In Chapter 12 of The Outsiders, the last quote in the book says, "When I stepped out into the bright sunlight from the darkness of the movie house, I had only two things on my mind: Paul Newman and a ride home." What does this mean?

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The novel begins and ends with the same sentence about Ponyboy stepping outside from a movie theater thinking about Paul Newman and a ride home. In Chapter 12, Ponyboy reads Johnny's moving letter and has an epiphany. Pony mentions that he thought about the hundreds of kids struggling to fit in and survive on the rough streets of every city in America. Ponyboy then decides that he can make a positive impact on the lives of those misunderstood teenagers throughout the country by telling their side of the story. Ponyboy then calls his English teacher and asks him if the theme paper can be longer than five pages. Ponyboy ends up telling the story of the Greasers and writing about how three teenagers died in the same week. Ponyboy begins his theme in chapter 12 by writing,

When I stepped out into the bright sunlight from the darkness of the movie house, I had only two things on my mind: Paul Newman and a ride home. . .

Essentially, The Outsiders is the story that Ponyboy writes for his English assignment, which is an account of how Pony tragically lost his friends in the same week. Pony's story begins with him leaving the movie theater and getting jumped by a gang of Socs.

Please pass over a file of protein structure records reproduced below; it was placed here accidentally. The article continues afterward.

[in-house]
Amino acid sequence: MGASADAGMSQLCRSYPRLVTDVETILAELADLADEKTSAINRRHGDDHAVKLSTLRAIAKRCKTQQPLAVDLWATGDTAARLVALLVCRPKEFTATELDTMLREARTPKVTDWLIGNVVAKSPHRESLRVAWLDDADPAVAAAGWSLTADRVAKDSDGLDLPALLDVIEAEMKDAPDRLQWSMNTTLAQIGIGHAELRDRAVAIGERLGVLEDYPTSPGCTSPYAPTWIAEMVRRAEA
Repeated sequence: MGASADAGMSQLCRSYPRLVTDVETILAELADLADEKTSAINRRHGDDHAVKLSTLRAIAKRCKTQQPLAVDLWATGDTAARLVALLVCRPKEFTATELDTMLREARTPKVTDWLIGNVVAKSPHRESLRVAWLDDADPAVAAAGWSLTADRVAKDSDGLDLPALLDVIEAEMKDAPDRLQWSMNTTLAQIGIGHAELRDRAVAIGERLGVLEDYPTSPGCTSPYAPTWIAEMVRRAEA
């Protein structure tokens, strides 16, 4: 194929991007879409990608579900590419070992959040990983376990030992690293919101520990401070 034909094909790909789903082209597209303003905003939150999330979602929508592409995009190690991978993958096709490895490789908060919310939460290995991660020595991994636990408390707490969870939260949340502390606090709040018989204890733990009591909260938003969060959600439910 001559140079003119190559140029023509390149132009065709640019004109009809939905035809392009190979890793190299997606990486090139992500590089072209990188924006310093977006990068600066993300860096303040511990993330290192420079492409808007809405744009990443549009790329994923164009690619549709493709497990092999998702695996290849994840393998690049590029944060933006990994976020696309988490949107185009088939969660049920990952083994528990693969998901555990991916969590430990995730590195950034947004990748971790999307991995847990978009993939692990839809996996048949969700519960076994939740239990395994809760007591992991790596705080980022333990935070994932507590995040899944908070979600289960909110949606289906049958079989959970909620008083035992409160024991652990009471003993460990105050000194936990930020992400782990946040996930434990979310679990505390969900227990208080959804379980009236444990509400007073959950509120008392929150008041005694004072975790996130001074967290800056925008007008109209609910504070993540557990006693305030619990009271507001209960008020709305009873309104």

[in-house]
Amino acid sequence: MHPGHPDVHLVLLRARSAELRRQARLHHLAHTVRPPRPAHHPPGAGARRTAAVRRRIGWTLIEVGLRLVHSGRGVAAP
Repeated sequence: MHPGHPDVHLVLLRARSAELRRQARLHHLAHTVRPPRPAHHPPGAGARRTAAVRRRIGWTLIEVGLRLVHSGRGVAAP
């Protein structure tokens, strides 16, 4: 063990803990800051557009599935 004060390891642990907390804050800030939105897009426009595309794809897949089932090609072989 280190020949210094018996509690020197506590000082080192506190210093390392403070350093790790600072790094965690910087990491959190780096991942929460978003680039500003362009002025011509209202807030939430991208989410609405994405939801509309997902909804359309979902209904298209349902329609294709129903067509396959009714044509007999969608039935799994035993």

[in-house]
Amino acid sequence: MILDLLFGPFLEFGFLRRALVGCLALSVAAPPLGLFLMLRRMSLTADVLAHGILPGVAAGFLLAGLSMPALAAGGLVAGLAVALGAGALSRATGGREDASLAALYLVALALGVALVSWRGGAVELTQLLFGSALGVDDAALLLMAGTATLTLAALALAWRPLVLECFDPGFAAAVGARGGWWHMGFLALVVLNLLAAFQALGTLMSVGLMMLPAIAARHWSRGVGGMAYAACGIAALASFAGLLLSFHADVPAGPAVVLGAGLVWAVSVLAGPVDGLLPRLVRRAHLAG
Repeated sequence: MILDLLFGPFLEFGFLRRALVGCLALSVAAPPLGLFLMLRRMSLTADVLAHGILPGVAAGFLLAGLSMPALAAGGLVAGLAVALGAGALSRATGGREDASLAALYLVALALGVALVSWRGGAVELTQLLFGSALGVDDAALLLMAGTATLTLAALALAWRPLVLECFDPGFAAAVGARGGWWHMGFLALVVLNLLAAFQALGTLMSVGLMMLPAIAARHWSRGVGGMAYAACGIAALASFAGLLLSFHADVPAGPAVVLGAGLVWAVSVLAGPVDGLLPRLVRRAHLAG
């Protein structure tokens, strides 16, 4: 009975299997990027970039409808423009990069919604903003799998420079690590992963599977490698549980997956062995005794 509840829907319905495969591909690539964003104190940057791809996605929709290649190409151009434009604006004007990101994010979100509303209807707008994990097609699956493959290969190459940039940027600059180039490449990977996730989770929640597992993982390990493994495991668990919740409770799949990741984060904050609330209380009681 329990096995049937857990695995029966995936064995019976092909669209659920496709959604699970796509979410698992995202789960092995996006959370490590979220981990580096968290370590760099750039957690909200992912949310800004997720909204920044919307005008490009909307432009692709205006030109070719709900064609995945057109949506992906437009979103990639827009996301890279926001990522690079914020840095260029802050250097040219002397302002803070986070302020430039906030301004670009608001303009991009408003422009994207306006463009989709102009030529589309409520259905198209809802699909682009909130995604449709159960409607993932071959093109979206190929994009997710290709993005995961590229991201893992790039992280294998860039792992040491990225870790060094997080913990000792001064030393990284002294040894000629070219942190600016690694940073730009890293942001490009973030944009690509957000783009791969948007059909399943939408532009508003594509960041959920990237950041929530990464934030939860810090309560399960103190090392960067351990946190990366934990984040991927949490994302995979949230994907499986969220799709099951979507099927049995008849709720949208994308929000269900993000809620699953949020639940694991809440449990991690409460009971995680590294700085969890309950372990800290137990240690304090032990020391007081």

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With the final line of this powerful book, in a sense the story comes full circle, as the reader suddenly realises that what they have been reading is Ponyboy's English essay that he has written for his teacher. Having experienced the death of Johnny and the other various events in the novel, Ponyboy finds himself thinking that he needs to tell others about the kind of situations that Johnny and countless other young people face in order to prevent another tragedy like the one that has occurred in this book:

It was too vast a problem to be just a personal thing. There should be some help, someone should tell them before it was too late. Someone should tell their side of the story, and maybe people wouldn't understand then and wouldn't be so quick to judge a boy by the amount of hair oil he wore. It was important to me.

One of the big themes of this text has been how society is divided between two groups, and how characters are judged massively by which group they are a part of. Ponyboy therefore decides to be the one who can tell "their side of the story," and to hopefully achieve understanding so that this kind of judging and stereotyping would not happen. The final lines of this story therefore are exactly the same as the first lines, because what the reader has just read has been exactly what Ponyboy has written for his English essay. The only question left to consider is whether the reader feels Ponyboy has achieved his aim. 

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